Unified Vietnam, Worker Militia, August, 1981, Michel Nr. A1178; The release of this 12 xu stamp is a bit of a mystery. Just by looking at the Michel catalogue number, which is a late addition and hence carries an “A” in front of the 1178 (Michel Nr. 1178 had already been assigned to the 1 Dong Bird stamp from 1981), it becomes clear that this stamp was not announced properly prior to release as other issues have been. Michel simply states that the stamp was issued in August of 1981 but the editor believes that this is not correct. The late SICP member Theo Klewitz had multiple contacts in Vietnam that sent him letters with all the stamps that postal authorities issued. There is no such letter in Klewitz’ expansive collection from around August of 1981. This means Klewitz’ contacts had no notice that this stamp was going to be issued. Neither did Michel as it was basically Klewitz that informed them about all new issues. In the SICP Journal Nr. 75 from January/February 1986 Klewitz speculated that the stamp must have all been used up locally without philatelists outside of Vietnam noticing. Today we know that this couldn’t have been true as a large quantity of CTO stamps and a number of mint stamps were sold by the Vietnamese philatelic agency later on.
Also the mint version of the stamp carries an unusually high catalogue value. Michel still lists it with €20 which is very high for a mint 12 xu stamp from the period. The editor believes that this stamp, while already printed, was not released in 1981 as the standard domestic letter rate had just gone up from 12 xu to 30 xu in the middle of 1981 and hence the stamp was not particularly useful anymore. Based on the scant evidence available, it appears that in the middle of 1985 postal authorities decided to release the stamp after all (mostly in cancelled to order condition) into the collector market. In that condition the stamp is plentiful and cheap. Mint stamps were probably released very slowly or at a later date which would explain why Michel put its value at the very high €20 where it still stands today. Today, both conditions of the stamp are easily available in the marketplace. While mint stamps are still more scare than cancelled to order stamps it is not a problem to buy a mint one for less then €3, so the catalogue value should be decreased accordingly.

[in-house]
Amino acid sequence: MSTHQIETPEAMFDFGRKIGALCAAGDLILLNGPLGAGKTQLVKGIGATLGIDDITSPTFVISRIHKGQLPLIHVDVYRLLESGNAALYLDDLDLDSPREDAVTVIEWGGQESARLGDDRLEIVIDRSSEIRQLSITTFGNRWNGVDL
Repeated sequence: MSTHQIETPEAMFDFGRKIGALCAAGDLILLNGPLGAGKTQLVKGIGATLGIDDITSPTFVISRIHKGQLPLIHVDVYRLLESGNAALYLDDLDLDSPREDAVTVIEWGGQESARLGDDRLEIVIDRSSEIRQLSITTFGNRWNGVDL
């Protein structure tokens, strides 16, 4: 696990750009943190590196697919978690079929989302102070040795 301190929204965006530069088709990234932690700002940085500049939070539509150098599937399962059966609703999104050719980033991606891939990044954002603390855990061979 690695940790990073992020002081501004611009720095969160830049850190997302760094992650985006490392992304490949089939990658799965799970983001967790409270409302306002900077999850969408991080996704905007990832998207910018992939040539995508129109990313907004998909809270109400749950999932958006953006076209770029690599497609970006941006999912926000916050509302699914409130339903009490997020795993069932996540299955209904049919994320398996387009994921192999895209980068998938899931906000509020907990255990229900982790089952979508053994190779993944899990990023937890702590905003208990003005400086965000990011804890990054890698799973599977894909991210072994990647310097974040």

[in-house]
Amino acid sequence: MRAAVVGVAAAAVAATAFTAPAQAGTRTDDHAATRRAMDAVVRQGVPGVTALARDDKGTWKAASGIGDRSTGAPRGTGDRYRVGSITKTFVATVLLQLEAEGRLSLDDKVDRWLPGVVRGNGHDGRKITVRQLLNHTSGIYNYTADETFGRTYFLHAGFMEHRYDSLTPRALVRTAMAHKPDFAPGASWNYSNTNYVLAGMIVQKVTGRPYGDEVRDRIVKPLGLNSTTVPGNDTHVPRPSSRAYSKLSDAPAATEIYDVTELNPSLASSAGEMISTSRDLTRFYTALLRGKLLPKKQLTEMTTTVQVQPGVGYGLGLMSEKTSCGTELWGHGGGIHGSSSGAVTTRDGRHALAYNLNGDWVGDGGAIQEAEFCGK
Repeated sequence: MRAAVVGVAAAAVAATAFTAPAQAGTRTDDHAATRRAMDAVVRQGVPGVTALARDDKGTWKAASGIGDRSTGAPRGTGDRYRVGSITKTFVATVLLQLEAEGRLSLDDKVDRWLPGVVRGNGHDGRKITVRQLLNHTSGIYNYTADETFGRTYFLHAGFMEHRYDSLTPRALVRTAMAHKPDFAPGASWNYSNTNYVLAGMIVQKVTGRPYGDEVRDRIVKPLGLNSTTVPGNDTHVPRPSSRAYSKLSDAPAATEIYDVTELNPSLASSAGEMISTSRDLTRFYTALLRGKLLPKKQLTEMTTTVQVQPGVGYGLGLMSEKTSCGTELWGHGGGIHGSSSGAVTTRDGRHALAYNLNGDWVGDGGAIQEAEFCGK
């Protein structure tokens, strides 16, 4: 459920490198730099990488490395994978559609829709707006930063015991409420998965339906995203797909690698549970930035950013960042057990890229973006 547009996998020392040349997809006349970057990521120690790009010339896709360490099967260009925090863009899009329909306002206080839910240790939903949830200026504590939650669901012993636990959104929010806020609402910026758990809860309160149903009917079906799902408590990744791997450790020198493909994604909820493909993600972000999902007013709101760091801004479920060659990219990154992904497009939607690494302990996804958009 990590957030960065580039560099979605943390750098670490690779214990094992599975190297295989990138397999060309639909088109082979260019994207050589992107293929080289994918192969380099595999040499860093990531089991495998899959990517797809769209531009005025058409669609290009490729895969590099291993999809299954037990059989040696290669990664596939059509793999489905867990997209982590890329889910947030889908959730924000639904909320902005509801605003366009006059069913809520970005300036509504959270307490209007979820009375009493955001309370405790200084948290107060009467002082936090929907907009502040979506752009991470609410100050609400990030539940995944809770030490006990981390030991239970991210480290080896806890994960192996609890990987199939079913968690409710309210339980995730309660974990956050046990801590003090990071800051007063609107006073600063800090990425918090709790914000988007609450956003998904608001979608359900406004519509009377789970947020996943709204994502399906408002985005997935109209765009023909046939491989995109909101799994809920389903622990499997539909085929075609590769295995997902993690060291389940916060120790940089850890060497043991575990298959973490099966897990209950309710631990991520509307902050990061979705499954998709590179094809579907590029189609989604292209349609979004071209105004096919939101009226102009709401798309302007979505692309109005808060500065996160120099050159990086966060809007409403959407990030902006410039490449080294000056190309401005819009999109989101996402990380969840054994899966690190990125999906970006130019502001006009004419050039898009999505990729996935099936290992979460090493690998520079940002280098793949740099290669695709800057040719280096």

These stamps were printed in an unusual confection of 250 stamps that was principally made up of 16 rows of 16 stamps (=256 stamps). In order to make the calculation for postal workers more easy the Tran Phu Printing works removed the first six cliches of the stamp in the top row resulting in a the total of 250 stamp. The first six fields in each sheet were simply left unprinted (= white). These standard blank fields together with the adjoining stamps are often offered as an error but this is simply not the case. These sheets are normal. There are errors however, where the six cliches were only removed partially and where the red printing phase is still visible. Here is a piece from the top left of the sheet that shows four fields with the red color only adjoined by four normal stamps.
Detailed scan of the affected area:
Similarly errors are known on which the yellow printing on the first six fields is visible. Below is a block sixteen (of which the top left six fields should have been empty) that shows only the yellow color.
Detailed scan of the affected area
For the past 10 years the editor had tried to locate this stamp on cover, however, not a single First Day Cover or postally used letter has ever appeared in the market place! The same is true for postally used specimens. If one parallels this with the military free frank (Michel Nr. M38) that shows the same image, but has slightly different colors and was issued in April of 1982 without a nominal value, that is highly unusual. While Michel Nr. M38 is not common on postally used cover it can be easily obtained on cover or postally used with a bit of patience.
The only reason that Michel Nr. A1178 cannot be found on cover or postally used has to be that it was basically missed by the entire philatelic community and the Vietnamese public and that would only be the case if the stamp simply was not issued in 1981. When then mint and used stamps were sold to collectors in 1985 the stamp was simply collected in this fashion and not used postally anymore. By late 1985 the standard domestic letter rate apparently had gone up to 10 Dong caused by rapid inflation which meant that the 12 xu Militia stamp simply was no longer practical.
The Klewitz collection, however, did contain two local letters that feature the stamp. The first one was mailed locally in October of 1985 within Ho Chi Minh City and it carries a block of four of the 12 xu Miltia stamp among other NVN stamps for an overall postage of 10 Dong.
The second letter, also mailed inside Ho Chi Minh City, was mailed in November of 1985 and it carries one of the 12 xu Militia stamp plus the military free frank with the same image (that was devoid of any nominal) plus other NVN stamps. The overall franking of this letter amounted to 10.04 Dong so a fraction above the required tariff. The free frank was counted with its implied nominal value of 12 xu.
Based on the colorful frankings both letters appear to be made by a collector that was intent to document this stamp on postally used cover. These are the only letters with this stamp the editor has ever seen, which would make them modern day rarities.
The editor is curious if other collectors have a First Day Cover or postally used cover of this stamp in their collection. If you do, please contact the editor via the contact feature.
Registration Nr. 103090